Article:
Is there life after surviving cancer? 

First thing, a few words of encouragement! Browsing through the profiles of the friends I’ve made on my cancer journey – after finishing chemotherapy myself –  I most certainly see their situation in a new light. This is for all of you going through chemotherapy right now: 

Your situation right now sucks, but it’ll be better. Hang in there, as soon as it’s over you’ll feel much better again. Believe me, it won’t last forever!

I’m slowly becoming myself again, trying to pick up where I left. Energy levels rising by the minute. Tasks and daily endeavors that have been demanding and exhausting for such a long time are now executed effortless again. Ok, I’m exaggerating now, but you get the point. I’m taking more and more initiative, chatting with friends, getting out more and a ton of other stuff that has been in a waiting position all summer. 

Fresh start with flowers on the first day of work after chemotherapy ended
This week I started back at work part time and it felt incredibly good. My colleagues are supportive and I can see that they are happy that I’m back. Sometimes it even feels like nothing bad has happened, that everything is just like before I got the diagnosis. In points in time I feel perfectly “normal”. (I put normal in quotation marks because everytime I tell someone this, they point out that I’ll never be normal. A price I’ll gladly pay for being me.) I don’t know if it’s because I’m not able to take all of this in or if it actually just doesn’t bother me. It’s a bit confusing because it’s not how you’re “supposed” to feel about this disease. But I guess every reaction is valid. Right now I’m so damn happy and I’m just enjoying every second of it. 

I take notes on everything!
There’s only few thing I’m dealing with right now, the worst is my short term memory, or lack thereof; I really struggle to remember things. I have to write everything down, so that it does not slip my mind. Sometimes I even get lost in the middle of a conversation; looking dumbstruck at the other person, totally mystified by their apparent babbling. I heavily rely on my note app on my phone at the moment. Knowing that my memory isn’t up to speed is an advantage in itself, because then I can take action. I have decided for myself that all the changes in my life after chemotherapy, being permanent or not, aren’t necessarily for the worse, it’s just a different life I lead now. A life where I have to learn how to navigate in a new manner to cope. But I’m still the captain of my life. A pirate type of captain might I add; I have a huge scar to prove it.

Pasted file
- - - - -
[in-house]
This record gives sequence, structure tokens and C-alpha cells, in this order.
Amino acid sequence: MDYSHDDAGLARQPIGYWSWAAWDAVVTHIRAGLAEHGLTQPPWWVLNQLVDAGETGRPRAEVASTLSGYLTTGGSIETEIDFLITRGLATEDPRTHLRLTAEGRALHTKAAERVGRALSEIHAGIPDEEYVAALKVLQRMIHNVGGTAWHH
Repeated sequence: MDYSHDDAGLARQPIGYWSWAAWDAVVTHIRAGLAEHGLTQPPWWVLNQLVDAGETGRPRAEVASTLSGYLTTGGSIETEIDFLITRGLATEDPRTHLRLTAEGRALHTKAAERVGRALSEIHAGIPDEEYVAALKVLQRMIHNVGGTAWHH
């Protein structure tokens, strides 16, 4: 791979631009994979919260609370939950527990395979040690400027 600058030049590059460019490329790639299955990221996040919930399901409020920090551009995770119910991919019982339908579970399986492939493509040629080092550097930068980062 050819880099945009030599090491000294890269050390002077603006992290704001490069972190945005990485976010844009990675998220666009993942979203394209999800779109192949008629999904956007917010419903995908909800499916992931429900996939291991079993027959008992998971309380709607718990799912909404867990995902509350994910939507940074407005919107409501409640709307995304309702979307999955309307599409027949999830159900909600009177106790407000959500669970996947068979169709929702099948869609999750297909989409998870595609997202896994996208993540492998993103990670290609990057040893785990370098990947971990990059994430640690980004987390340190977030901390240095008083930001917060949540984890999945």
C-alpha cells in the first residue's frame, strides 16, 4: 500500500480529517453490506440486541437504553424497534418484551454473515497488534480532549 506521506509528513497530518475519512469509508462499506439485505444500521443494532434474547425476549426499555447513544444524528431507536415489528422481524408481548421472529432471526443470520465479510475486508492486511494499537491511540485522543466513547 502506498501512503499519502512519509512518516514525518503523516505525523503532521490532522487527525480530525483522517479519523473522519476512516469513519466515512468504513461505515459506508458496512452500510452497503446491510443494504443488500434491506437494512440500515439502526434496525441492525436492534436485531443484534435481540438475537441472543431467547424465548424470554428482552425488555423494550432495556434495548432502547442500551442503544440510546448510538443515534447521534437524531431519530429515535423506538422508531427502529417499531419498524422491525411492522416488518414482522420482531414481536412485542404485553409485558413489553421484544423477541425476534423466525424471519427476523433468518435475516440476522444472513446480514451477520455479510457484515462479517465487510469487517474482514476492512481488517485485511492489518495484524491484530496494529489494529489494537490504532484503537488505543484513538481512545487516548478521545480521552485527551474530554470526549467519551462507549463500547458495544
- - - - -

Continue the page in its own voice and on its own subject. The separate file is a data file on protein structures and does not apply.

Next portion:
Adding to my pirate or weirdness factor, my physiotherapist noticed a small swelling under my left arm, which could be lymphedema. She put some tape there to keep it down. This coincided with my first visit to a spa facility in a year and I sure looked noticeable.
I was at the oncologist last week, wrapping it all up, she was really amazing and answered all my questions – I brought a list that had been long in the making and wasn’t exactly growing thinner as time went by – and she did it in a manner that made me feel both composed and equipped enough afterwards to start my new life on a positive note. There’s basically only two major differences for me compared to average women my age going forward; I’m going to start on antihormones this week and I’m going to get a mammography once a year to keep an eye on the breast that is still there. Next time for the latter is in April, but if they find anything cancerous there, it would be considered a different cancer altogether and to me that sounds like really small odds. Nothing I can influence or do anything about in any case. 

Concerning the antihormones they actually cut the mortality of my breast cancer in half in a 10 year perspective. It’s naturally a fine balance between side effects and preventing cancer recurrence. Ultimately you could argue that killing me now would be the most efficient way to make sure the cancer doesn’t come back, but in that case I’d rather take a chance (sorry for the cheesy example). I’ve seen people on both sides of that equilibrium feeling unhappy with what they got, and rightfully so – of course it sucks – but to me one is still far worse than the other, so I choose to lean heavily on the side of side effects and see the antihormones as a gift. Having triple positive breast cancer means there is a lot of things that can stop the cancer cells from growing, should there be any left in my body. And sure, the side effects of the antihormones doesn’t sound all too appealing, but rather that than having the cancer come back. I’ll stretch a long way to make this work. 

Because if it does come back it kills. The only breast cancer that kills is the metastatic one, also called stage IV. For myself at least, until I sit in that situation I’m going to feel grateful for what I got and do everything in my power to not get there. Taking the antihormones is the one and only thing I can influence. I don’t know if I beat cancer, but no matter what it has nothing to do with me, I’m not a better fighter for making it or not. It is not in my hands. I’m just going to be thankful as long as I’m here.

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